Residents of small Scottish village must travel 60 miles to visit dentist

Residents of Durness, a small Scottish village in the country's Highlands, are petitioning NHS Highland, the region's provider of health services, to provide them a local dentist. Durness is a tiny village that is located near the northernmost part of Scotland's territory on the island of Great Britain. The village's community council surveyed Durness' residents and found that many of them are traveling a minimum of 60 miles to go to the nearest practice. The nearest dental surgery practice is in Lairg, which is 56 miles away. Many residents, however, choose to drive to Inverness, the Highland region's largest city, which is around 100 miles away.

Durness Dentistry Article

Residents of Durness, a small Scottish village in the country's Highlands, are petitioning NHS Highland, the region's provider of health services, to provide them a local dentist.

Durness is a tiny village that is located near the northernmost part of Scotland's territory on the island of Great Britain. The village's community council surveyed Durness' residents and found that many of them are traveling a minimum of 60 miles to go to the nearest practice. The nearest dental surgery practice is in Lairg, which is 56 miles away. Many residents, however, choose to drive to Inverness, the Highland region's largest city, which is around 100 miles away.

Not surprisingly, the cost of traveling so far is expensive. Just to travel the distance from Durness to Lairg costs about £90 — approximately $120. That estimate does not include the cost of the actual dental procedure.

To complicate matters, it is not possible to use public transit to visit the nearest practices. Therefore, people without their own vehicle have to rely on others to transport them — in these cases, both the driver and the patient have to take off work.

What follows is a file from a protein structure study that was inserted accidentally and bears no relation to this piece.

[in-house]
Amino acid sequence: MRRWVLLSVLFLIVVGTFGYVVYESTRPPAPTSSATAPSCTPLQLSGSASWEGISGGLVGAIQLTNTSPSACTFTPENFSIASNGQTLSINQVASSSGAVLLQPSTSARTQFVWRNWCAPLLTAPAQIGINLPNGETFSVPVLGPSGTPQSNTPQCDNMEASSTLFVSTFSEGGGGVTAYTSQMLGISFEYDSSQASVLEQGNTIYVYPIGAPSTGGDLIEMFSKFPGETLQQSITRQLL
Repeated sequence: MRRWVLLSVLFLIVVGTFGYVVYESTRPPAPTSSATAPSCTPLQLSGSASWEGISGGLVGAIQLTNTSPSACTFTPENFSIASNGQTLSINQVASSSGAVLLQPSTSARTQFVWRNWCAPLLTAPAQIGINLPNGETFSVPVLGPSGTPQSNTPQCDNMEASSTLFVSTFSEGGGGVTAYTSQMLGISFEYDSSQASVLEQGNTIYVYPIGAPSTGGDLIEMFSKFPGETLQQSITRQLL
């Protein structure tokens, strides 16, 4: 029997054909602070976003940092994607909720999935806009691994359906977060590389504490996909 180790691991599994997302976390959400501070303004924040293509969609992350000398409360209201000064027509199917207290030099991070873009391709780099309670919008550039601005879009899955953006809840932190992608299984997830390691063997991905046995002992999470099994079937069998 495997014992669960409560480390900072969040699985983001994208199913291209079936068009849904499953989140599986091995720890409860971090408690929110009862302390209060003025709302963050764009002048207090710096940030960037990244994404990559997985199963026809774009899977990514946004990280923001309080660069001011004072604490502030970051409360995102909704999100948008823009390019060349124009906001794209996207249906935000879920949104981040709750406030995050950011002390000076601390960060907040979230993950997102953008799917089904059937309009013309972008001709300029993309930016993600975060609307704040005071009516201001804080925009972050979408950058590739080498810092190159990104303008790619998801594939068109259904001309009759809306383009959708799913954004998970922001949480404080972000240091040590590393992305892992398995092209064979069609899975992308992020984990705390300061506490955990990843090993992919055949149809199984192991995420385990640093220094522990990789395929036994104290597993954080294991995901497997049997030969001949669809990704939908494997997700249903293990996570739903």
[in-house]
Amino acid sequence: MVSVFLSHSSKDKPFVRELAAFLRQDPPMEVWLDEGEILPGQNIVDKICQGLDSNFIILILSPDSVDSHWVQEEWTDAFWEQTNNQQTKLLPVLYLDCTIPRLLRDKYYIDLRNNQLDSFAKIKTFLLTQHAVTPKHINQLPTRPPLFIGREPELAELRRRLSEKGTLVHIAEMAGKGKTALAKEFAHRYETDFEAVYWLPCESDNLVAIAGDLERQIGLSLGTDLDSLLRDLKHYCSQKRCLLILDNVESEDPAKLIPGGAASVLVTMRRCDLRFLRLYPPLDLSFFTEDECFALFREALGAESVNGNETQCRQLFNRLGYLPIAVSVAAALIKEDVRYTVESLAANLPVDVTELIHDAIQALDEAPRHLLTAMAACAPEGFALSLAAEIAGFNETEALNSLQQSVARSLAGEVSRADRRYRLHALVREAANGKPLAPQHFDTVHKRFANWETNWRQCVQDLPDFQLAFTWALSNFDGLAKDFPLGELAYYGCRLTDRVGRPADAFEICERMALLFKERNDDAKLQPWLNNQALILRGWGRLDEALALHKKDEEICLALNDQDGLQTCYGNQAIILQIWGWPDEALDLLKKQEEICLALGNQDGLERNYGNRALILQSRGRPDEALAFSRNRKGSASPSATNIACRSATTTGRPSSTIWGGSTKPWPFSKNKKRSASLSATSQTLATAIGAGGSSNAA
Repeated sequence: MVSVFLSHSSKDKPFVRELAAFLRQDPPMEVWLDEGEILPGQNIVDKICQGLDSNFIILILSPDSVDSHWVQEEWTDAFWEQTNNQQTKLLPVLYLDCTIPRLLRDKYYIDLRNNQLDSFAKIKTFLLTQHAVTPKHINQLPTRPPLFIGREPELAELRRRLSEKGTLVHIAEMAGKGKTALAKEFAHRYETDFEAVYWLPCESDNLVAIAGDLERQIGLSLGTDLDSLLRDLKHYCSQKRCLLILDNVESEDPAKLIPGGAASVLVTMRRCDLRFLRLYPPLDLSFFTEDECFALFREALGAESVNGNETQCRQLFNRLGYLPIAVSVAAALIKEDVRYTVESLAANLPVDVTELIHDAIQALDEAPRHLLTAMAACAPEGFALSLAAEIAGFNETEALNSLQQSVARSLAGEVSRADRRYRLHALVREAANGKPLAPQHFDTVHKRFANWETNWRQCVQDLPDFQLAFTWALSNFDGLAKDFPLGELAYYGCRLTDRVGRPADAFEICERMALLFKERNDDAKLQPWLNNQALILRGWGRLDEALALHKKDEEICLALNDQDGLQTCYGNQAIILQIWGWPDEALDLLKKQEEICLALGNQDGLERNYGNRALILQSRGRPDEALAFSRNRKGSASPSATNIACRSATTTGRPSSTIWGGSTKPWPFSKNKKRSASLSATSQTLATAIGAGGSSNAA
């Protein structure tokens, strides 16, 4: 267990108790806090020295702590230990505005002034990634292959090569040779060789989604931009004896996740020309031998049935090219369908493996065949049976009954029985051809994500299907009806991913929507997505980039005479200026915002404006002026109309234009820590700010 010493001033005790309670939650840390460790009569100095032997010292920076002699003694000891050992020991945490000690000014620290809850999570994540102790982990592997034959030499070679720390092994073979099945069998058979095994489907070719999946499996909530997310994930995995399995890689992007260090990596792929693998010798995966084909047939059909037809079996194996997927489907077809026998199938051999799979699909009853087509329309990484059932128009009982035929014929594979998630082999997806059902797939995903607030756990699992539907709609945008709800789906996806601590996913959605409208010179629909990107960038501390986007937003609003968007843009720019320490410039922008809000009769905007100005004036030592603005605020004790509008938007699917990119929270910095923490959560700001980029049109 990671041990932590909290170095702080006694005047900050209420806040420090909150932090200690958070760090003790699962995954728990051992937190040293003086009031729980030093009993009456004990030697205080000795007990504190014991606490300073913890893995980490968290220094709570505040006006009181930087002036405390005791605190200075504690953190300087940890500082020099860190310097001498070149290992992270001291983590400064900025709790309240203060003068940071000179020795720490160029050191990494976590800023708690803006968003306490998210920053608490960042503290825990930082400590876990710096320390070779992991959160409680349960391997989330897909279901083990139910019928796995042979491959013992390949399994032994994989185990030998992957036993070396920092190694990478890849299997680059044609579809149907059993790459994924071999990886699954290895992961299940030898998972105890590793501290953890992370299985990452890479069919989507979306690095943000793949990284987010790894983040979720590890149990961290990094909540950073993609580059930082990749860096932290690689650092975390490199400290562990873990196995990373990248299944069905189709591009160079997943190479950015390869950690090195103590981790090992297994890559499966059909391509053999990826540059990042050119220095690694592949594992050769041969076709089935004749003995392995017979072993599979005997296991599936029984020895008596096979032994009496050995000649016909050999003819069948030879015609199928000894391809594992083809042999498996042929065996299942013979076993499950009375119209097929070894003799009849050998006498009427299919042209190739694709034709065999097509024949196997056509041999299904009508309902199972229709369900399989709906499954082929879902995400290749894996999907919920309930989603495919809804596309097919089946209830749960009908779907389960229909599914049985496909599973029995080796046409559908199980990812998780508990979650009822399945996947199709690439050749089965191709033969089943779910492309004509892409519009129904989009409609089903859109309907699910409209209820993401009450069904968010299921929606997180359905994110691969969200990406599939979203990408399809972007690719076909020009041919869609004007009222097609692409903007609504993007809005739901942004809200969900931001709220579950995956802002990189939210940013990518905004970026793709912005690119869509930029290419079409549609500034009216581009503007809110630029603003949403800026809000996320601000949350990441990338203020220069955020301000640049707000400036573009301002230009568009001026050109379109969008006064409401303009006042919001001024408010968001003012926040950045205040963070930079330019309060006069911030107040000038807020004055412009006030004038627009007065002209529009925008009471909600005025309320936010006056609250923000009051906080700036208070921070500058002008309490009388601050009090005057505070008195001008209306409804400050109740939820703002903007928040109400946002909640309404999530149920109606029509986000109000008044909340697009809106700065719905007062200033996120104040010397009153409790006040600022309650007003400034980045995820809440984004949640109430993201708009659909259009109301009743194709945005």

The high cost of trips to the dentist prompted at least one individual to forgo anesthetic during treatment to avoid having to make a return trip. This anecdote horrified Council Chairman Kevin Crowe, who commented, "That isn’t 21st century dentistry, it’s 19th century dentistry."

Durness has not had a dentist for about ten years. In a statement to The Northern Times, NHS Highland noted some reasons that the dental services were withdrawn from the area, including the reasoning that the population of the area could only support part-time dental service and that finding a dentist and staff who were willing to travel during the week to provide these services proved challenging.

NHS Highland did state that their Clinical Dental Director and Dental Service Development Manager would attend the next meeting of the Sutherland District Partnership (Durness is included within the Sutherland District) via video link on December 4th to address the issue.

For more information on Durness' limited access to dental services, read this article from The Northern Times:

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